Safe harbor: abusive data collection and mass surveillance repealed by the European Court of Justice!

Paris, 6 October 2015 — By a decision published this morning, the Court of Justice of the European Union (CJEU), the highest European jurisdiction, repealed the Safe Harbor agreement. This agreement in effect since 2000, allows data transfers between Europe and the United States under different versions, authorised the processing of European citizens' data by US companies, with fewer guarantees than those existing in Europe. Max Schrems, an Austrian citizen, has put Facebook on trial since the monitoring by the NSA of his data hosted by Facebook had an impact on his freedom and privacy. The CJEU today confirmed his viewpoint by invalidating the Safe Harbor and held that the European Commission abused its power by approving it. The CJEU also affirmed that a local data protection authority may dissent a European agreement if guarantees granted to citizens were modified.

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This is a landmark ruling! By recognising that the surveillance led by the NSA on personal data hosted in the US was prejudicing EU citizens, the CJEU upholds what Human Rights organisations and MEPs were calling for: conditions surrounding the transfer of personal data must be revised, in the light of legislations regarding surveillance and the practices that Edward Snowden has unveiled. By repealing the Safe Harbor and by allowing regulatory authorities to scrutinize individual's requests against data transfer, a stark signal is sent to the European Commission which is currently renegotiating this Safe Harbor agreement, but also to the governments implementing mass surveillance programmes. These programmes are indeed acknowledged as interfering with basic freedoms, as soon as they enable collecting and saving data1 (without having to prove that surveillance has been effective).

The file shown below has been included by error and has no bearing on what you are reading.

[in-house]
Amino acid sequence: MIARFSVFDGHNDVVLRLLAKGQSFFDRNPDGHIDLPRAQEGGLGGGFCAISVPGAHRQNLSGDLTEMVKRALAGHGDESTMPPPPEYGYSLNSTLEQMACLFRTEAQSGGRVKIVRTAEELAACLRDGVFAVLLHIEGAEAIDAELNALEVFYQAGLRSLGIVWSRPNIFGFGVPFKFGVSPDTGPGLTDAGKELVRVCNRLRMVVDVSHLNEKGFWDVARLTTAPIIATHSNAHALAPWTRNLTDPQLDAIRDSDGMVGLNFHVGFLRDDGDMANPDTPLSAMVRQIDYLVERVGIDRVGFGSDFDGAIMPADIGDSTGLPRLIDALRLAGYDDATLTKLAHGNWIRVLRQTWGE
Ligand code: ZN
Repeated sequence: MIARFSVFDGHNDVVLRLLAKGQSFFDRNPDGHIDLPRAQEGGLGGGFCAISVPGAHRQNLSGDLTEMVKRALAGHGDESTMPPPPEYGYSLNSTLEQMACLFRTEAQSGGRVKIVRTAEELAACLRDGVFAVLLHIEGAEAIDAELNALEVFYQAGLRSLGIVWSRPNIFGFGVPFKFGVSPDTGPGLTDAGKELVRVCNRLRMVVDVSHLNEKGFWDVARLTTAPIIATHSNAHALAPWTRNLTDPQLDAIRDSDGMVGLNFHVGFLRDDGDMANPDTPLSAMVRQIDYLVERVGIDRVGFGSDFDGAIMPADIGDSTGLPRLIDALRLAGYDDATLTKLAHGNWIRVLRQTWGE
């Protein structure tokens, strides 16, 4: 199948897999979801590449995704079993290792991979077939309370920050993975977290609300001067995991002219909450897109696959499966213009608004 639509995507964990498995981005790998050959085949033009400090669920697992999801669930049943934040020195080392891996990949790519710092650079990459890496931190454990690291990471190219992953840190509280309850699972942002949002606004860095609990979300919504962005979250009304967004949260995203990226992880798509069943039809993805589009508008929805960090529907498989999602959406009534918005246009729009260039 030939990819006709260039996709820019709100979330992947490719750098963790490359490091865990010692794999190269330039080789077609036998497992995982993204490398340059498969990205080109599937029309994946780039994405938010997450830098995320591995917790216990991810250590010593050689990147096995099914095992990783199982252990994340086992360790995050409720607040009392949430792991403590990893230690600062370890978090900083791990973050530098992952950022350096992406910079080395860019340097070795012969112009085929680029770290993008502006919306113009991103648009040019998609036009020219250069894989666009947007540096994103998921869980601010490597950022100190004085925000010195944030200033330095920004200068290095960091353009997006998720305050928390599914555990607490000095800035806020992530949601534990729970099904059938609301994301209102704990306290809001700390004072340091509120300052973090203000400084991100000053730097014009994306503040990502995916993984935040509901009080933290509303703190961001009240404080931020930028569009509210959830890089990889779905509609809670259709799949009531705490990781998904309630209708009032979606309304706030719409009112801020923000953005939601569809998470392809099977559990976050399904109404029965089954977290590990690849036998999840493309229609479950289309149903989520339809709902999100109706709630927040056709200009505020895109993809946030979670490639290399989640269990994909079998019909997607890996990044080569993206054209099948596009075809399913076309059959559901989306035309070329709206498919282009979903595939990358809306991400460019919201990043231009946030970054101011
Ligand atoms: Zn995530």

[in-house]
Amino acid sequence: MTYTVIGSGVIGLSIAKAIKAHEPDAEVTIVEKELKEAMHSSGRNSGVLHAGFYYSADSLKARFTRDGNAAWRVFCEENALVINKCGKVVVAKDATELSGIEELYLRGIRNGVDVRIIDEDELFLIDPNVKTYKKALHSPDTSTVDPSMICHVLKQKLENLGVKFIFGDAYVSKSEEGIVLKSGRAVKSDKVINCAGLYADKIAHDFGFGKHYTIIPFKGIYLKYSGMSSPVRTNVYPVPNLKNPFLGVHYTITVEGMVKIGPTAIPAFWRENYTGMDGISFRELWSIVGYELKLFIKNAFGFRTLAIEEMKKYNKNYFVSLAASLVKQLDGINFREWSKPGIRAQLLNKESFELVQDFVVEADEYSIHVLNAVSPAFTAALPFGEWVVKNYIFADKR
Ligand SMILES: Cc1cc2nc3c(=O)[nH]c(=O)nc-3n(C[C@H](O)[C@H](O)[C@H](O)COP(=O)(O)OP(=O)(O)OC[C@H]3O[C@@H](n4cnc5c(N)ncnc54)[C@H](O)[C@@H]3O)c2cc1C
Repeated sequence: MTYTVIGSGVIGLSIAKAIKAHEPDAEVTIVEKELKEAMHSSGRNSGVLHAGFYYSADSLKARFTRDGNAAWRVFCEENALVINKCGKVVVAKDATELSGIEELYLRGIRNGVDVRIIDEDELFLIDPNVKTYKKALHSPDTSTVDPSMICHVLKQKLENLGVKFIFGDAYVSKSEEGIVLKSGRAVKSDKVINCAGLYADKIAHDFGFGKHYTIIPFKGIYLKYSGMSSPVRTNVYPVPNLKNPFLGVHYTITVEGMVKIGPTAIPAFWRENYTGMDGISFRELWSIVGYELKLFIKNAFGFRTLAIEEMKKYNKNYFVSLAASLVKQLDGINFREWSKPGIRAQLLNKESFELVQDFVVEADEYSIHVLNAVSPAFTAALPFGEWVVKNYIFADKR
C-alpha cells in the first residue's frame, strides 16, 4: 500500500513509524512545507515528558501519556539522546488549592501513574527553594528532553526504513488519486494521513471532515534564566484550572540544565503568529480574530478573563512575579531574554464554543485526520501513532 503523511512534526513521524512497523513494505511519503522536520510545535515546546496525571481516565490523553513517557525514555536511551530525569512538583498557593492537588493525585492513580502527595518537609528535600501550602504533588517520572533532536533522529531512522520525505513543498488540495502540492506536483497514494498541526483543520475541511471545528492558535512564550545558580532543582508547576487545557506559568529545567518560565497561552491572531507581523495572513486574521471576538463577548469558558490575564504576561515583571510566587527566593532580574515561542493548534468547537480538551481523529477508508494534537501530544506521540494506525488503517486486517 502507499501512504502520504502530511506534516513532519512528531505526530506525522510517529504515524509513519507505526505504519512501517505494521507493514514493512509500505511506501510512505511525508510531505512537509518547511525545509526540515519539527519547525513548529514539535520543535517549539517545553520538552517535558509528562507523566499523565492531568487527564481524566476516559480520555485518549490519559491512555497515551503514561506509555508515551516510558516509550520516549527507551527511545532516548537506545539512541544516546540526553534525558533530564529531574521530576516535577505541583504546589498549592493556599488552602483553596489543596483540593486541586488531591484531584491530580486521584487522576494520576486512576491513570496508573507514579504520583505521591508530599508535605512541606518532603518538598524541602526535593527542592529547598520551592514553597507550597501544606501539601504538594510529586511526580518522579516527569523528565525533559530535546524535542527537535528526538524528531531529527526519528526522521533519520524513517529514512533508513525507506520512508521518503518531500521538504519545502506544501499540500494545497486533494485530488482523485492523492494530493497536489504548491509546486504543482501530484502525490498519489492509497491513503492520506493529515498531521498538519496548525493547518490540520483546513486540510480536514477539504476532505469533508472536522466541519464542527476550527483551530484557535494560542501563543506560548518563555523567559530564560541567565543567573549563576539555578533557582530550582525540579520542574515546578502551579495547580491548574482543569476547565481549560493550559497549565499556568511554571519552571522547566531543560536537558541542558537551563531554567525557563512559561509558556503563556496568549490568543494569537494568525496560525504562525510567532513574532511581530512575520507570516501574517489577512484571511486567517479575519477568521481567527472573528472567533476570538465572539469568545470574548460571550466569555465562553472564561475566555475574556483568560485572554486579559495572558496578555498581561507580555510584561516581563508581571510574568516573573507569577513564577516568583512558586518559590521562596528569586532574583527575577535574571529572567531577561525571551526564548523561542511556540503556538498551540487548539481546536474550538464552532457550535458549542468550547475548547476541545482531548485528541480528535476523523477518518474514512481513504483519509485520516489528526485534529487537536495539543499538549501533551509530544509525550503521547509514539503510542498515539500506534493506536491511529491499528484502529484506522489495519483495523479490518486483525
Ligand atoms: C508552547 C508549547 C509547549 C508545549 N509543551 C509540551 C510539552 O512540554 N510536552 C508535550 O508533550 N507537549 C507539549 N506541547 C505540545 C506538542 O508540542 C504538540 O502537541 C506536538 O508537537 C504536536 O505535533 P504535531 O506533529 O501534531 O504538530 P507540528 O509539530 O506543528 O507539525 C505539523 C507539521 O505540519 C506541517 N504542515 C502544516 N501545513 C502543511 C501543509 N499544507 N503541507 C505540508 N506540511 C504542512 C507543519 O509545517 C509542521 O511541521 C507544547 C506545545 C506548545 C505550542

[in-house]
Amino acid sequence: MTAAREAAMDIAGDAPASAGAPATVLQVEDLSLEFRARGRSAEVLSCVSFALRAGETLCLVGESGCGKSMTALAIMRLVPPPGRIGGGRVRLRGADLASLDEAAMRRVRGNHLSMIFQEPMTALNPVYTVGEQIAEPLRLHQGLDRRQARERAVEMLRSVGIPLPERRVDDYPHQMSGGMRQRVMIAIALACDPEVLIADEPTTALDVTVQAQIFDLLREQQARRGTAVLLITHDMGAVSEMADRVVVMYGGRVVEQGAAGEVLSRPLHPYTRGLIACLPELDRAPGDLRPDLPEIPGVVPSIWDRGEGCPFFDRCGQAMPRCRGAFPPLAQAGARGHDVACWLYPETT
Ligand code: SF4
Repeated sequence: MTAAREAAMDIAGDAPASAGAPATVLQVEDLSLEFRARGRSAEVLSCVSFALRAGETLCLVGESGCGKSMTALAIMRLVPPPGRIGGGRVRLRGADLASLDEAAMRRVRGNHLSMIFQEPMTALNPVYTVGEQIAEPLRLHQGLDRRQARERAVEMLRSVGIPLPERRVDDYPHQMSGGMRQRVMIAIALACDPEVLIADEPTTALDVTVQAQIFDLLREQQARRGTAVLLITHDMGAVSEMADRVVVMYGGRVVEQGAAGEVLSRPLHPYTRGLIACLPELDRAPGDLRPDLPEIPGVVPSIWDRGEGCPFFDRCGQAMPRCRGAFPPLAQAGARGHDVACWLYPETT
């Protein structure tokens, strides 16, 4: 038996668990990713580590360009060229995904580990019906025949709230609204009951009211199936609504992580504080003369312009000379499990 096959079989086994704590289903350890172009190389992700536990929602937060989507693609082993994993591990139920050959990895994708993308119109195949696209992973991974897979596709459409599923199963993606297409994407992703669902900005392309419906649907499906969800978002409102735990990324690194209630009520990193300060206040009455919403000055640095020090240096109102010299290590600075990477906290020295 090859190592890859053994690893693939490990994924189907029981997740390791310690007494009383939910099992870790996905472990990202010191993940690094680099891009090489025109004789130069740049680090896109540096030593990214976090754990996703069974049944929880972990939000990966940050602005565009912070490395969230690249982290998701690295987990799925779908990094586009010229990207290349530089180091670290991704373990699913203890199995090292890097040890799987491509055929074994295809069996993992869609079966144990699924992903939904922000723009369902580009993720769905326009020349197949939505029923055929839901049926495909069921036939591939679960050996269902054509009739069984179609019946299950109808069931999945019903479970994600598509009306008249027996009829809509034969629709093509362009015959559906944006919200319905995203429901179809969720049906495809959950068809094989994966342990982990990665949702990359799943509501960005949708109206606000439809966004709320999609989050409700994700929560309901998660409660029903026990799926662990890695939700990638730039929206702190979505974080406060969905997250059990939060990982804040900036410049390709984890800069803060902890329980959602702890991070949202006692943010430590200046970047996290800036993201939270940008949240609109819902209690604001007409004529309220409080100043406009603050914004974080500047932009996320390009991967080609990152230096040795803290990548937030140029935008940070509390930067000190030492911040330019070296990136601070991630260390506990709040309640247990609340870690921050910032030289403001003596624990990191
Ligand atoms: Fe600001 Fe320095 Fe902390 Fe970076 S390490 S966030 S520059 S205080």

La Quadrature du Net welcomes this courageous decision, and calls for a wider application of its principles in other ongoing legislative files dealing with personal data and surveillance, such as:

  • the recent French Surveillance law and the French International Surveillance law which is under consideration in the upper chamber: what will happen to French businesses hosting personal data from citizen worldwide, as monitoring by intelligence agencies on metadata and personal data has been declared incompatible with fundamental rights? What will happen to the laws on intelligence and international surveillance as they infringe freedoms and rights
  • The European regulation on data protection, currently under trialogue negotiations at the European level: the institutions involved (European Parliament, European Commission and Council of the European Union) should consider this question and improve the level of protection for European citizens personal data. This means the prohibition of data processing implying mass surveillance, and the control of the undue power granted to companies (in terms of data processing) through the concept of "legitimate interest".
  • The renegotiation of the Safe Harbor, started after the European Parliament's resolution asking for its suspension in April 2014: the issue with the surveillance put in place by the US authorities with the collaboration of large corporations shall not be ignored and EU citizen's rights will have to be protected.